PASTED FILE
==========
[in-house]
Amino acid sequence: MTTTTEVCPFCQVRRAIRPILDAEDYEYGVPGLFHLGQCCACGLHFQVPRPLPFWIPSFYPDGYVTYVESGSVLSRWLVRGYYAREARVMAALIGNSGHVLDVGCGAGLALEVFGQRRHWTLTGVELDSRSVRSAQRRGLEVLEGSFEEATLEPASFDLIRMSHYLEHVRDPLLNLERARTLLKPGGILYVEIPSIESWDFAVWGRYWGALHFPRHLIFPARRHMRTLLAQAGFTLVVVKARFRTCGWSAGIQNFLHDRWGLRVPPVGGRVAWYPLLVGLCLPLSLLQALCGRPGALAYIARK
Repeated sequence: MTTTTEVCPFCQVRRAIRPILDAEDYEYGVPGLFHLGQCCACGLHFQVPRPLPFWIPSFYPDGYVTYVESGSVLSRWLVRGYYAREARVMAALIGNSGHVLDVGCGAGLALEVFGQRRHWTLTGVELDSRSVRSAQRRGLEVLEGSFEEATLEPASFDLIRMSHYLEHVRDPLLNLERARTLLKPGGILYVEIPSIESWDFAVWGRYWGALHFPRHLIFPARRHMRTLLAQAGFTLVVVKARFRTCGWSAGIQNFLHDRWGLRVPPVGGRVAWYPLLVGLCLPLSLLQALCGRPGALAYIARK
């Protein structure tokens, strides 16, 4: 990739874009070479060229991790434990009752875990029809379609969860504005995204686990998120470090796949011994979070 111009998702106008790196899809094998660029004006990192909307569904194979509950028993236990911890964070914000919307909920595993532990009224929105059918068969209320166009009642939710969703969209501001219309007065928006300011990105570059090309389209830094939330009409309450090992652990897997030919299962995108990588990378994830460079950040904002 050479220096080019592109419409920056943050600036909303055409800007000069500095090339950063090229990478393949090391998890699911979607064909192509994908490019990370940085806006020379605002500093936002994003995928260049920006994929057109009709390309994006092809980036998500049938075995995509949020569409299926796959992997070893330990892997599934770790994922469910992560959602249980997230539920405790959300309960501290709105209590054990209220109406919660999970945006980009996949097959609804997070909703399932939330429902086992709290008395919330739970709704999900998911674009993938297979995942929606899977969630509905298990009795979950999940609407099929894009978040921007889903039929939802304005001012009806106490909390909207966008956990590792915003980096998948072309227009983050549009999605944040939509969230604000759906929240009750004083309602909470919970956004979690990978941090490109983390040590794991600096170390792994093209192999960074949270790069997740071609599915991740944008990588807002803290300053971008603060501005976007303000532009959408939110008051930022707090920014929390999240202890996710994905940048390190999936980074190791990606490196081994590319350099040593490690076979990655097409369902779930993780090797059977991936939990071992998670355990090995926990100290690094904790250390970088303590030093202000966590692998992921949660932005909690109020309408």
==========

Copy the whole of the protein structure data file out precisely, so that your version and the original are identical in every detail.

[in-house]
Amino acid sequence: MTTTTEVCPFCQVRRAIRPILDAEDYEYGVPGLFHLGQCCACGLHFQVPRPLPFWIPSFYPDGYVTYVESGSVLSRWLVRGYYAREARVMAALIGNSGHVLDVGCGAGLALEVFGQRRHWTLTGVELDSRSVRSAQRRGLEVLEGSFEEATLEPASFDLIRMSHYLEHVRDPLLNLERARTLLKPGGILYVEIPSIESWDFAVWGRYWGALHFPRHLIFPARRHMRTLLAQAGFTLVVVKARFRTCGWSAGIQNFLHDRWGLRVPPVGGRVAWYPLLVGLCLPLSLLQALCGRPGALAYIARK
Repeated sequence: MTTTTEVCPFCQVRRAIRPILDAEDYEYGVPGLFHLGQCCACGLHFQVPRPLPFWIPSFYPDGYVTYVESGSVLSRWLVRGYYAREARVMAALIGNSGHVLDVGCGAGLALEVFGQRRHWTLTGVELDSRSVRSAQRRGLEVLEGSFEEATLEPASFDLIRMSHYLEHVRDPLLNLERARTLLKPGGILYVEIPSIESWDFAVWGRYWGALHFPRHLIFPARRHMRTLLAQAGFTLVVVKARFRTCGWSAGIQNFLHDRWGLRVPPVGGRVAWYPLLVGLCLPLSLLQALCGRPGALAYIARK
């Protein structure tokens, strides 16, 4: 990739874009070479060229991790434990009752875990029809379609969860504005995204686990998120470090796949011994979070 111009998702106008790196899809094998660029004006990192909307569904194979509950028993236990911890964070914000919307909920595993532990009224929105059918068969209320166009009642939710969703969209501001219309007065928006300011990105570059090309389209830094939330009409309450090992652990897997030919299962995108990588990378994830460079950040904002 050479220096080019592109419409920056943050600036909303055409800007000069500095090339950063090229990478393949090391998890699911979607064909192509994908490019990370940085806006020379605002500093936002994003995928260049920006994929057109009709390309994006092809980036998500049938075995995509949020569409299926796959992997070893330990892997599934770790994922469910992560959602249980997230539920405790959300309960501290709105209590054990209220109406919660999970945006980009996949097959609804997070909703399932939330429902086992709290008395919330739970709704999900998911674009993938297979995942929606899977969630509905298990009795979950999940609407099929894009978040921007889903039929939802304005001012009806106490909390909207966008956990590792915003980096998948072309227009983050549009999605944040939509969230604000759906929240009750004083309602909470919970956004979690990978941090490109983390040590794991600096170390792994093209192999960074949270790069997740071609599915991740944008990588807002803290300053971008603060501005976007303000532009959408939110008051930022707090920014929390999240202890996710994905940048390190999936980074190791990606490196081994590319350099040593490690076979990655097409369902779930993780090797059977991936939990071992998670355990090995926990100290690094904790250390970088303590030093202000966590692998992921949660932005909690109020309408």